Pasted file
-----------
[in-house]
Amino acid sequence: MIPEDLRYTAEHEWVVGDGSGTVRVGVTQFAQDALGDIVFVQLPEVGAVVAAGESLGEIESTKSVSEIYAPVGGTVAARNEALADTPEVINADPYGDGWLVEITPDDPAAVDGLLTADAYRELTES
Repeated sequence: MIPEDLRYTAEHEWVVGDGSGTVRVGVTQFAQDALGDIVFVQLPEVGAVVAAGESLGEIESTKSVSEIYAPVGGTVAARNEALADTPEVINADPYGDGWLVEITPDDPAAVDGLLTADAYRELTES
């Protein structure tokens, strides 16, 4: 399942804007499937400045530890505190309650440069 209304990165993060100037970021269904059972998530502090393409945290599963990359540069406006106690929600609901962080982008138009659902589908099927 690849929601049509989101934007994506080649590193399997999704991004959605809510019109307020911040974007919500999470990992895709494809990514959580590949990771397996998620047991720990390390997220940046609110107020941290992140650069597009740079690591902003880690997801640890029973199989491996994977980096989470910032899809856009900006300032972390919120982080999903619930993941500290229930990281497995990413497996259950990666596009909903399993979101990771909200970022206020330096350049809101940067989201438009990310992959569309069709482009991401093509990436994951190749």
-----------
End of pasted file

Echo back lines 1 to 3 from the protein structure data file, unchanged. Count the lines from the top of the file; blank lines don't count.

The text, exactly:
[in-house]
Amino acid sequence: MIPEDLRYTAEHEWVVGDGSGTVRVGVTQFAQDALGDIVFVQLPEVGAVVAAGESLGEIESTKSVSEIYAPVGGTVAARNEALADTPEVINADPYGDGWLVEITPDDPAAVDGLLTADAYRELTES
Repeated sequence: MIPEDLRYTAEHEWVVGDGSGTVRVGVTQFAQDALGDIVFVQLPEVGAVVAAGESLGEIESTKSVSEIYAPVGGTVAARNEALADTPEVINADPYGDGWLVEITPDDPAAVDGLLTADAYRELTES